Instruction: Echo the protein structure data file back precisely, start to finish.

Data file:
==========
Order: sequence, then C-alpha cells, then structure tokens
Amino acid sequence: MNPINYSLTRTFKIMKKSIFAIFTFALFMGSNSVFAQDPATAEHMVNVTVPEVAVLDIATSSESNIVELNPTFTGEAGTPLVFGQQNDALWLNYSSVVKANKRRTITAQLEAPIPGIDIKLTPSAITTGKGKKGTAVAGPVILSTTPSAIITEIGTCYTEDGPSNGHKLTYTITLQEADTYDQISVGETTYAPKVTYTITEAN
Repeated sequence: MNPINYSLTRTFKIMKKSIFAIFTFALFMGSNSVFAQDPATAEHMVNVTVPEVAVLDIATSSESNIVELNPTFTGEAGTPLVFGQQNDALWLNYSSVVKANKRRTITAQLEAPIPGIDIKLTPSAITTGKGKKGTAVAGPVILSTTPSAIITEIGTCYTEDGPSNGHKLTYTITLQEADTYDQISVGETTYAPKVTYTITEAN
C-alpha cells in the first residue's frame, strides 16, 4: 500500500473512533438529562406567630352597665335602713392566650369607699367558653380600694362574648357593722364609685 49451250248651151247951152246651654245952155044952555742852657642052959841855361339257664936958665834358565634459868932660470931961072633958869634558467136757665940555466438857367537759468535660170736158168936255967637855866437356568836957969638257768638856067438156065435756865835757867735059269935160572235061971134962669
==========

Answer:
Order: sequence, then C-alpha cells, then structure tokens
Amino acid sequence: MNPINYSLTRTFKIMKKSIFAIFTFALFMGSNSVFAQDPATAEHMVNVTVPEVAVLDIATSSESNIVELNPTFTGEAGTPLVFGQQNDALWLNYSSVVKANKRRTITAQLEAPIPGIDIKLTPSAITTGKGKKGTAVAGPVILSTTPSAIITEIGTCYTEDGPSNGHKLTYTITLQEADTYDQISVGETTYAPKVTYTITEAN
Repeated sequence: MNPINYSLTRTFKIMKKSIFAIFTFALFMGSNSVFAQDPATAEHMVNVTVPEVAVLDIATSSESNIVELNPTFTGEAGTPLVFGQQNDALWLNYSSVVKANKRRTITAQLEAPIPGIDIKLTPSAITTGKGKKGTAVAGPVILSTTPSAIITEIGTCYTEDGPSNGHKLTYTITLQEADTYDQISVGETTYAPKVTYTITEAN
C-alpha cells in the first residue's frame, strides 16, 4: 500500500473512533438529562406567630352597665335602713392566650369607699367558653380600694362574648357593722364609685 49451250248651151247951152246651654245952155044952555742852657642052959841855361339257664936958665834358565634459868932660470931961072633958869634558467136757665940555466438857367537759468535660170736158168936255967637855866437356568836957969638257768638856067438156065435756865835757867735059269935160572235061971134962669